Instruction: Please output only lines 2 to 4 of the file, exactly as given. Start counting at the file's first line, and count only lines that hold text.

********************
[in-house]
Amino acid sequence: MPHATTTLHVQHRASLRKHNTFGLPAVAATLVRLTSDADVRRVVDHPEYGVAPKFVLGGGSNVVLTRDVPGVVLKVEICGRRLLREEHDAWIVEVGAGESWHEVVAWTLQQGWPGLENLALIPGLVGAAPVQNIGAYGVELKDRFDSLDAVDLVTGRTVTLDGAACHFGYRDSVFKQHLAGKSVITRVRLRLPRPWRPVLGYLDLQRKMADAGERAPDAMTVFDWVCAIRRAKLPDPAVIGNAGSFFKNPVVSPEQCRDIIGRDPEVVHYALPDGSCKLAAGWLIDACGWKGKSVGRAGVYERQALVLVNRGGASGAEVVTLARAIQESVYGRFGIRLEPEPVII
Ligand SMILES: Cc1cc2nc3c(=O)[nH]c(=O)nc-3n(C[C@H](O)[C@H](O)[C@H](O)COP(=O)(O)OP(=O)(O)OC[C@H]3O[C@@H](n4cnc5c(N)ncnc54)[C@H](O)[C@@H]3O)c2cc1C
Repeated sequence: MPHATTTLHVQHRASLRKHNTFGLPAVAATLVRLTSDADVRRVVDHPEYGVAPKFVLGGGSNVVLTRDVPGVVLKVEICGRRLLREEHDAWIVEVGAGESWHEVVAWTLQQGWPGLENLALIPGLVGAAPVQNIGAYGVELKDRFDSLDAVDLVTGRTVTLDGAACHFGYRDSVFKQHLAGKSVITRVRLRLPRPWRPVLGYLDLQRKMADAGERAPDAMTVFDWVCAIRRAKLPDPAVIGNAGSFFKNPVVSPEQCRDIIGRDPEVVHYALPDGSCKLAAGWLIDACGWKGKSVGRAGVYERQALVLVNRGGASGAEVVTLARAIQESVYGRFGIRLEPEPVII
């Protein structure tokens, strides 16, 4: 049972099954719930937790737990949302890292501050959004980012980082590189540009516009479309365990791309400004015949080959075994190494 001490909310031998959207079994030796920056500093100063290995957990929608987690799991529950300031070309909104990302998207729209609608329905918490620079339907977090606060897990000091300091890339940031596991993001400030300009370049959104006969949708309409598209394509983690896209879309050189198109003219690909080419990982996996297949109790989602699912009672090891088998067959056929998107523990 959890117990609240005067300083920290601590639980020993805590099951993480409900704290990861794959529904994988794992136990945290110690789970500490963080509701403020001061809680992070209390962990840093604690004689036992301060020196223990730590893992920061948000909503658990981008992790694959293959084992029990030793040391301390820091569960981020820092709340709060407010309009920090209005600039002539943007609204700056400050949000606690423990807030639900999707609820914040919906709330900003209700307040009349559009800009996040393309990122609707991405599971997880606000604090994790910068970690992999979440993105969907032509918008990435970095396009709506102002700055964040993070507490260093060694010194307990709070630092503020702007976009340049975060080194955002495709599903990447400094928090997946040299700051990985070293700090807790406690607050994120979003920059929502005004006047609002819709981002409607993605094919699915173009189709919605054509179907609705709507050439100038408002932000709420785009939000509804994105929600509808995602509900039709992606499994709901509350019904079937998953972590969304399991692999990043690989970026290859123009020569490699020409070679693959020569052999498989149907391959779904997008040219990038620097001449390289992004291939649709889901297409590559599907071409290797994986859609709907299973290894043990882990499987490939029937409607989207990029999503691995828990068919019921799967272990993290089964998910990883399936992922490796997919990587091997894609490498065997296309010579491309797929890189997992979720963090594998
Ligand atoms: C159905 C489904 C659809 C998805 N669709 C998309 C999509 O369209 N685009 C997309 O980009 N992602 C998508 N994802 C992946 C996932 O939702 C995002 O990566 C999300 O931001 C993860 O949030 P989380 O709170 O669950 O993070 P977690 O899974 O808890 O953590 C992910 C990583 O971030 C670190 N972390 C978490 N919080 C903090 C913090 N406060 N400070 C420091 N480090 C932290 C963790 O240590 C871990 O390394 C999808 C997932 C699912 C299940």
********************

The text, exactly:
Amino acid sequence: MPHATTTLHVQHRASLRKHNTFGLPAVAATLVRLTSDADVRRVVDHPEYGVAPKFVLGGGSNVVLTRDVPGVVLKVEICGRRLLREEHDAWIVEVGAGESWHEVVAWTLQQGWPGLENLALIPGLVGAAPVQNIGAYGVELKDRFDSLDAVDLVTGRTVTLDGAACHFGYRDSVFKQHLAGKSVITRVRLRLPRPWRPVLGYLDLQRKMADAGERAPDAMTVFDWVCAIRRAKLPDPAVIGNAGSFFKNPVVSPEQCRDIIGRDPEVVHYALPDGSCKLAAGWLIDACGWKGKSVGRAGVYERQALVLVNRGGASGAEVVTLARAIQESVYGRFGIRLEPEPVII
Ligand SMILES: Cc1cc2nc3c(=O)[nH]c(=O)nc-3n(C[C@H](O)[C@H](O)[C@H](O)COP(=O)(O)OP(=O)(O)OC[C@H]3O[C@@H](n4cnc5c(N)ncnc54)[C@H](O)[C@@H]3O)c2cc1C
Repeated sequence: MPHATTTLHVQHRASLRKHNTFGLPAVAATLVRLTSDADVRRVVDHPEYGVAPKFVLGGGSNVVLTRDVPGVVLKVEICGRRLLREEHDAWIVEVGAGESWHEVVAWTLQQGWPGLENLALIPGLVGAAPVQNIGAYGVELKDRFDSLDAVDLVTGRTVTLDGAACHFGYRDSVFKQHLAGKSVITRVRLRLPRPWRPVLGYLDLQRKMADAGERAPDAMTVFDWVCAIRRAKLPDPAVIGNAGSFFKNPVVSPEQCRDIIGRDPEVVHYALPDGSCKLAAGWLIDACGWKGKSVGRAGVYERQALVLVNRGGASGAEVVTLARAIQESVYGRFGIRLEPEPVII